Others, like Czechs and Ukrainians, found scholars who attempted to trace not states but the ancestors (real or imagined) of the peoples they sought to "awaken."

The greatest Ukrainian historian and later president of the Ukrainian Central Rada (a national council that evolved into a government in 1917-18), Mykhailo Hrushevsky, in the early twentieth century even gave a lecture in the Russian Imperial Academy of Sciences saying that for the Russians, whose state evolved from Moscow and thereabouts, to adopt what had happened in Ukraine as the start of their history was not very logical because it stripped the Ukrainians and Belarusians of their early histories while leading the Russians to ignore how their state really got started by transplanting and adapting Kyivan institutions to a very different area. Russian historians Presniakov and Liubavsky made up for this in 1919 and 1929 but very few Russians today know about it.

Names and identities change, albeit slowly, as with the Greeks whose ancestors a couple of centuries ago called themselves Rum, or Roman, and France could also easily have become at least two counties had the Albigensian Crusade of the Middle Ages not crippled forevermore the culture of a land later historians have called Occitania, with a language in which the medieval troubadours wrote their songs.

History is far more subjective than historians often like to admit, and that is probably why every generation rewrites it to suit its own needs. The Ukrainians are in the process of doing this and have made some notable progress after a Russocentric (not exactly the same as Russian) Soviet regime killed off their intelligentsia, starved to death a major segment of their rural majority, and banned the understanding of history they had been evolving up to that time.

Ukrainians are now in the process of sifting through the wreckage left by the Stalinist "friendship of peoples" in an attempt to put together a national identity that would make it possible to take their place among the nations of Europe. I may be biased, but I suspect that this is not a bad thing.

 

(NOTE: This article by Prof. James Mace can only be used with full credits to Prof. James Mace and to  www.ArtUkraine.com  Information Service)


Article by Nina Khrushcheva: STALIN AND MEMORY


STALIN AND MEMORY
"......Does Ukraine have a history?....it is well suited to an invented history -and who better to supply it than a Ukrainian Diaspora eager to boost the land of their forefathers? It may be no accident that independent Ukraine's first history textbook was written in Toronto, not Kiev."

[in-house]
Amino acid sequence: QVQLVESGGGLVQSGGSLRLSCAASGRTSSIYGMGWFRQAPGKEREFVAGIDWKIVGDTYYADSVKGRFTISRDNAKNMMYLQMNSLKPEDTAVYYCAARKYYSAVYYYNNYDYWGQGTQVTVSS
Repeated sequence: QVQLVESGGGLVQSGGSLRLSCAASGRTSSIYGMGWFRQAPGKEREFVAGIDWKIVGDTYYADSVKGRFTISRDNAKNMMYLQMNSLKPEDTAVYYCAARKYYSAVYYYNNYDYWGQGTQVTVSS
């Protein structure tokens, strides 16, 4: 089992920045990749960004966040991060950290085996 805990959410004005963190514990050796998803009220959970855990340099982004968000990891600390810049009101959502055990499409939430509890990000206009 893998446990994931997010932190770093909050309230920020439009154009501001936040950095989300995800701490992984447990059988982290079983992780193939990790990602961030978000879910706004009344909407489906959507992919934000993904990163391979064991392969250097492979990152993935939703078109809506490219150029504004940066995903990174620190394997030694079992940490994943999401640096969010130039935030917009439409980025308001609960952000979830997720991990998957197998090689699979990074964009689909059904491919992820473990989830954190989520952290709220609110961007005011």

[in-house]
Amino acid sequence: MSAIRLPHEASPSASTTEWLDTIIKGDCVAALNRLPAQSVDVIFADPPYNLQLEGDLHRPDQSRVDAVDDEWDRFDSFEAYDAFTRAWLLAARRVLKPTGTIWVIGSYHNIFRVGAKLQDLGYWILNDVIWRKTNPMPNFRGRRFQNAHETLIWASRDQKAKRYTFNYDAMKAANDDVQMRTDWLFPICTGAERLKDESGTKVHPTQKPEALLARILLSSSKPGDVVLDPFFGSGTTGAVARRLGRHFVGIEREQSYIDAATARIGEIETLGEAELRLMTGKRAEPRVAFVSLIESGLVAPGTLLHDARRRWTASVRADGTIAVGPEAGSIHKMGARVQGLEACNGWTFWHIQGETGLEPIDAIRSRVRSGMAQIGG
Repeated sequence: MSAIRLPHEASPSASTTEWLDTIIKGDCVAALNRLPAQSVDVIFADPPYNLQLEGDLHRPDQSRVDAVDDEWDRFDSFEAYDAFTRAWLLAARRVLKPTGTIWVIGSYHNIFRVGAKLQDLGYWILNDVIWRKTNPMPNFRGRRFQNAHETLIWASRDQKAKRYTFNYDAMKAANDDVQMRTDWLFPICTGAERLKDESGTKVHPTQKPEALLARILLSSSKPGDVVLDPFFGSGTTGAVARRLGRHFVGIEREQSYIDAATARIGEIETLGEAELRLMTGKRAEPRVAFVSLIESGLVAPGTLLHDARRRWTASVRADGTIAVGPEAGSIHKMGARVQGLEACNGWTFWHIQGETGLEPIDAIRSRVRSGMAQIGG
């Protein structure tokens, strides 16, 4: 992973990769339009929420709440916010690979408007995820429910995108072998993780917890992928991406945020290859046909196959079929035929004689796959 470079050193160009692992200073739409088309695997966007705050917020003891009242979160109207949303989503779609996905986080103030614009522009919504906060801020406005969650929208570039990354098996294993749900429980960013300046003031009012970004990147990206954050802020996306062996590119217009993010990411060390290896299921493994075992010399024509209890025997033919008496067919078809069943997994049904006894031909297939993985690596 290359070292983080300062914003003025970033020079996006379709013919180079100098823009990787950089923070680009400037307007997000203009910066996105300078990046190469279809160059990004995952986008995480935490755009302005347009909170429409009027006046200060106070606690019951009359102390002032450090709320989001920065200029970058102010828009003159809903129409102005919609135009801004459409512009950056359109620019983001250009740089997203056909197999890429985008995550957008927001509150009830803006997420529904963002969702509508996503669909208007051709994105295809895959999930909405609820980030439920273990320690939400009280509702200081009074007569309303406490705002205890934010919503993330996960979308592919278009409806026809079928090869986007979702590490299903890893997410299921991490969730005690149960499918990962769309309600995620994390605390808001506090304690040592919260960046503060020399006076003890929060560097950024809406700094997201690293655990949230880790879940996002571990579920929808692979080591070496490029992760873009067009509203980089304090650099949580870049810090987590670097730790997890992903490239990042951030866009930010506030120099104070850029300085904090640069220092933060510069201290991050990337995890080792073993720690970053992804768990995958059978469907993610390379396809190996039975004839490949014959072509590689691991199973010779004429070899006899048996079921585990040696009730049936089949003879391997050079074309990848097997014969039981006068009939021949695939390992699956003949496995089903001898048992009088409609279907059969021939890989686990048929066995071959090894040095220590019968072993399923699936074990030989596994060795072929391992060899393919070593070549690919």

By Nina Khrushcheva
Grand-daughter of Nikita Khrushchev
History and International Relations Teacher
New School University and Columbia University
Daily Times in Pakistan, Lahore, Pakistan
March 3, 2003

 

So far, Russia, a country of little moderation, has alternated between rampant discussion or absolute silence and self-deception about Stalin. These swings keep many people (not only the elderly) voting communist. German Gref, Russia's young Minister of Trade and Economics, responded to a sympathetic question about his parents being prisoners in the Gulag by saying, "So what, all were prisoners then."

"The duty we owe to history is to rewrite it," said Oscar Wilde. As a Russian, I am familiar with rewriting history. The Soviet Union spent a century touching up the warts on Lenin's nose, revising harvest statistics, and making the dying Yuri Andropov look less cadaverous. But in dealing with Stalin - dead 50 years today - most of us now rewrite history by pretending that a chunk of it never happened.

Don't get me wrong: Stalin has not disappeared like people sent to the gulag. He has not been blotted from our memories the way Trotsky and Bukharin were cropped out of official photographs.

Once, as I was getting out of a Moscow taxicab, the driver lifted his scarf to show a Stalin photograph pinned to his jacket. I thought about this sly gesture. He seemed to represent a true underground, someone who felt shocked and betrayed by the world that arose out of Gorbachev's glastnost and perestroika.

But clinging to the past uncritically is probably better than allowing the past to dominate the present. After all, it was history that incited Yugoslavs to turn their corner of Europe into a medieval slaughterhouse of rape, pillage, and siege. On June 28, 1989, St Vitus's Day, while most Eastern Europeans were daring to dream of a non-communist future, a million Serbs prepared to leap into the past with Slobodan Milosevic, descending on the Field of Blackbirds in Kosovo to mark the 600th anniversary of Serbia's defeat by the Turks.

History, of course, is not some medicine with a label cautioning about the proper dosage. History is what gives nations their character, their institutions, their identity. It can be misread or misused, but never rationed. Milosevic did not give the Serbs an overdose of history; he simply administered it as they imagined it, undiluted by criticism.